This Small Business Innovation Research (SBIR) Phase I project will use Wireless Sensor Networks (WSNs), mesh networking, appropriate sensors, and model-based control software to improve both the efficiency and the environmental impacts of aluminum smelting. The project includes 1) Evaluation of the robustness, latency, & desirable power management issues when WSNs are employed in ""hostile"" heavy industries; 2) ""Micro-energy audits"" to measure typical heat fluxes and vibrations in order to provide design rules for other researchers who desire to run WSN nodes without replaceable batteries; 3) Determining the energy efficiency and pollution control; and 4) Large current measurements with precision in hostile environments. It is estimated that the value of energy saving resulting from full deployment of the wireless technology throughout the US aluminum industry would be approximately $130 million/year with comparable savings possible in Canada, the EU and other nations. Such energy savings would likely be accompanied by savings of maintenance cost and the benefits of diminished fluoride emissions. The proposed technolgy can contribute to the advancement of wireless technology in many fields. Examples include the copper industry or chlor-alkali industry, the tanks, distillation columns and other equipment of an oil refinery and the looms of the weaving industry.


Lu Y.,China Unicom | Yang N.,Wireless Industrial Technologies, Inc. | Dai H.,North Carolina State University | Wang X.,Beijing University of Posts and Telecommunications
IEEE Transactions on Vehicular Technology | Year: 2012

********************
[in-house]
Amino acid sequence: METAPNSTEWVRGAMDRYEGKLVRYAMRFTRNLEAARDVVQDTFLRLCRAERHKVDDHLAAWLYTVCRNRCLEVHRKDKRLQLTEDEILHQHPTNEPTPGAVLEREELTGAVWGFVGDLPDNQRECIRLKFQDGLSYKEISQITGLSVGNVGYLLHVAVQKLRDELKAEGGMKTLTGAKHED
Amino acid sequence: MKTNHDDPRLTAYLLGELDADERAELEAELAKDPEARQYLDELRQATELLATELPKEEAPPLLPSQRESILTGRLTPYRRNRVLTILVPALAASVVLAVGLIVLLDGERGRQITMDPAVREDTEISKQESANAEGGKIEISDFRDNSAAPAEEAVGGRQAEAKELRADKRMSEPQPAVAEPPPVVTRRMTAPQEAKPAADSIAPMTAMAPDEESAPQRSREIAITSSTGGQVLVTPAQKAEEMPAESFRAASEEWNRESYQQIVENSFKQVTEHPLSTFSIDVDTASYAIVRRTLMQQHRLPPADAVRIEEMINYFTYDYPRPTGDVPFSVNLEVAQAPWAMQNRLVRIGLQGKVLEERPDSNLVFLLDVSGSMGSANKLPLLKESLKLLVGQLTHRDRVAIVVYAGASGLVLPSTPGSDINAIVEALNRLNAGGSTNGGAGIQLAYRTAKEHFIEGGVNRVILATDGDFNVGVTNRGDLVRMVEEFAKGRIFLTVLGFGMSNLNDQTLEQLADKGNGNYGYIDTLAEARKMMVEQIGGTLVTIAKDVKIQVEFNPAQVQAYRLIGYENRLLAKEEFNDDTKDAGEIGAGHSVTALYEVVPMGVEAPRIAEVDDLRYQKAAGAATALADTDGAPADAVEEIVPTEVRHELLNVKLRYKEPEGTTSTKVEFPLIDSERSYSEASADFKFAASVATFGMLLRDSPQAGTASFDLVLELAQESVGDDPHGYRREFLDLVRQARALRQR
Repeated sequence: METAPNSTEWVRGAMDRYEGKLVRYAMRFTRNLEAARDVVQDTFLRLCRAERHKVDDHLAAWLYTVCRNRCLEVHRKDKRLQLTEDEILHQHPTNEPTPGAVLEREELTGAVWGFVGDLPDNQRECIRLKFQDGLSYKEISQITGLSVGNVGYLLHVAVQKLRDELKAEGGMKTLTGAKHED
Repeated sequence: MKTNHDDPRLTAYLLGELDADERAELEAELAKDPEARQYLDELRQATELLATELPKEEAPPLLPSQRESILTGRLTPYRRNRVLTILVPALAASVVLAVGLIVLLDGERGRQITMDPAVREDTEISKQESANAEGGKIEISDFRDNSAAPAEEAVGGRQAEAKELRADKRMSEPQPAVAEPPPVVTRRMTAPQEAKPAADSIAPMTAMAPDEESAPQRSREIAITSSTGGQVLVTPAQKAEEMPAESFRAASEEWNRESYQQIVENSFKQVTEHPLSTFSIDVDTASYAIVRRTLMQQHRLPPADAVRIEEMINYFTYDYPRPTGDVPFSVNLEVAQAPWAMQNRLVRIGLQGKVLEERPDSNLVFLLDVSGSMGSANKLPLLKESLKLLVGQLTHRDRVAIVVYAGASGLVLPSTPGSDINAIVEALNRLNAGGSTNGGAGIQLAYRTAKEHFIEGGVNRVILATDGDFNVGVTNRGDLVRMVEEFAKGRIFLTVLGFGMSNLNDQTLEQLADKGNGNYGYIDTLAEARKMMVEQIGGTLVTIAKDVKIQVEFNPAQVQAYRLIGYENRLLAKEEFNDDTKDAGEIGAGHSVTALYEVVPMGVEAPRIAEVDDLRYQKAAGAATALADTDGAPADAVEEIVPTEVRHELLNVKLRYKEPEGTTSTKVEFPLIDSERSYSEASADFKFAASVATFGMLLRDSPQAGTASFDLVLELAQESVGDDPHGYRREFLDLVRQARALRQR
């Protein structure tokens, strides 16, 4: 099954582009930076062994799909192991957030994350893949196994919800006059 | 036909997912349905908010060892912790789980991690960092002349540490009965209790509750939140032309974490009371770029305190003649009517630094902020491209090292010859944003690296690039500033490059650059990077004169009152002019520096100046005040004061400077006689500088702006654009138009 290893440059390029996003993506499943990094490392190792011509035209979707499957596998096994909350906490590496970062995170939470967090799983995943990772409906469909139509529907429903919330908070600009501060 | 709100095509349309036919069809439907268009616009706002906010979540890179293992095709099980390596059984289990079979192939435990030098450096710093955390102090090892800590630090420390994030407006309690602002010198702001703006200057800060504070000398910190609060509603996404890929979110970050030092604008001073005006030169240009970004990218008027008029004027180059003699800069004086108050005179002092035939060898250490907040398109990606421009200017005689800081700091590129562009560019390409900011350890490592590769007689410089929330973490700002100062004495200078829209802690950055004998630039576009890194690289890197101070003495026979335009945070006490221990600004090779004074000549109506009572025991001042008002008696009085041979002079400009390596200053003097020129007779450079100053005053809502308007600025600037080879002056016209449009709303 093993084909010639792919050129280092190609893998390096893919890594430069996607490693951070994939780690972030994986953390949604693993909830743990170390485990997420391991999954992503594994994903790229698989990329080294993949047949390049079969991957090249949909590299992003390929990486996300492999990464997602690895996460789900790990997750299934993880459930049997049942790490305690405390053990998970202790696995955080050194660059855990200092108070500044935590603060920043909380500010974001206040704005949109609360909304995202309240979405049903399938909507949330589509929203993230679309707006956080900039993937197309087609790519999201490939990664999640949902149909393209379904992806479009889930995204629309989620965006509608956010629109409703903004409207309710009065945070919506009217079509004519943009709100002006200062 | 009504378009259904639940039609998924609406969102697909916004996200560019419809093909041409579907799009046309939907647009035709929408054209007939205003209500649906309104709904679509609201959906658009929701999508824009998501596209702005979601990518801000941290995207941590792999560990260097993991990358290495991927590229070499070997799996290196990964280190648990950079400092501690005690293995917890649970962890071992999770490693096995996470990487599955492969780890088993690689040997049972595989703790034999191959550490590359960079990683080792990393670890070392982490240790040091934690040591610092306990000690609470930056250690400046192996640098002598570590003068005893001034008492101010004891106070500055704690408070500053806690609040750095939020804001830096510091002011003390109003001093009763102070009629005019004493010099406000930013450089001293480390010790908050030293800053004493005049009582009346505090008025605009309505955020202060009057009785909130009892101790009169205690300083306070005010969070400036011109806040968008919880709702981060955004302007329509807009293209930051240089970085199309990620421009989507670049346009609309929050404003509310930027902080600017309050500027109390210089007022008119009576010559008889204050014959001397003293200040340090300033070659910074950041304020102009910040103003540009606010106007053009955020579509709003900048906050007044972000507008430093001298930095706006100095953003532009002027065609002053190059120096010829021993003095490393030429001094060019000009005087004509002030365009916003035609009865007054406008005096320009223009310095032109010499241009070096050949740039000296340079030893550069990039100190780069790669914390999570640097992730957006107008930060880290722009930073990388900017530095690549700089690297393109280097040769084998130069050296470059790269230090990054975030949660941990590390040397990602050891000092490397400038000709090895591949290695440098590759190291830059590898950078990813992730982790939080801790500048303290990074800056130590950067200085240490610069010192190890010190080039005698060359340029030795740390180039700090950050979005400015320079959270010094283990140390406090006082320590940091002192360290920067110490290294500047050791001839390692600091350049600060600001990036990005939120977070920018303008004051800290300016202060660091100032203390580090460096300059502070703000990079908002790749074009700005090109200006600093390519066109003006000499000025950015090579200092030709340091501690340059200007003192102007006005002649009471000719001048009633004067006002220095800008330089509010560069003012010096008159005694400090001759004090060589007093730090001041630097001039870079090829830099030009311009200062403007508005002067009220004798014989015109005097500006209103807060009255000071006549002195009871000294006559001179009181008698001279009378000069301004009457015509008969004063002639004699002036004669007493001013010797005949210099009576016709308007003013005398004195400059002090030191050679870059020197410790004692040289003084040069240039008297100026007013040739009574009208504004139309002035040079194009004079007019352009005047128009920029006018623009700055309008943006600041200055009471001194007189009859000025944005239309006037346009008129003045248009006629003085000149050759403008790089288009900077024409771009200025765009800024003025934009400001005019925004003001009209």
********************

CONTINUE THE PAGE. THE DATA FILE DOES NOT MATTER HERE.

In this paper, we propose new opportunistic decode-and-forward (DF) relaying with beamforming for multirelay networks, where an N s-antenna source communicates with an N d-antenna destination with the aid of N parallel single-antenna relays. Among these relays, only one relay that correctly decodes the signal from the source and has the highest instantaneous signal-to-noise ratio (SNR) to the destination is selected for transmission. The source employs maximum ratio transmission (MRT) to transmit, whereas the destination performs maximum ratio combining (MRC) to the received signals. To examine the benefits of the proposed scheme, we first derive the exact outage probability for independently but nonidentically distributed (i.n.i.d.) two-wave with diffuse power (TWDP) fading channels. We then derive an easy-to-compute expression for the exact outage probability to reduce computational cost. Our results encompass Rayleigh and Rician fading as special cases. We further derive a compact expression for the asymptotic outage probability, which characterizes two factors governing the network performance at high SNRs, i.e., the diversity order and the array gain. We demonstrate that our scheme preserves the maximum diversity order of N × min{N s,N d}. Additionally, we derive the optimal power allocation factor, which provides a practical design rule to optimally distribute the total transmission power between the source and the selected relay to minimize the outage probability. © 1967-2012 IEEE. Source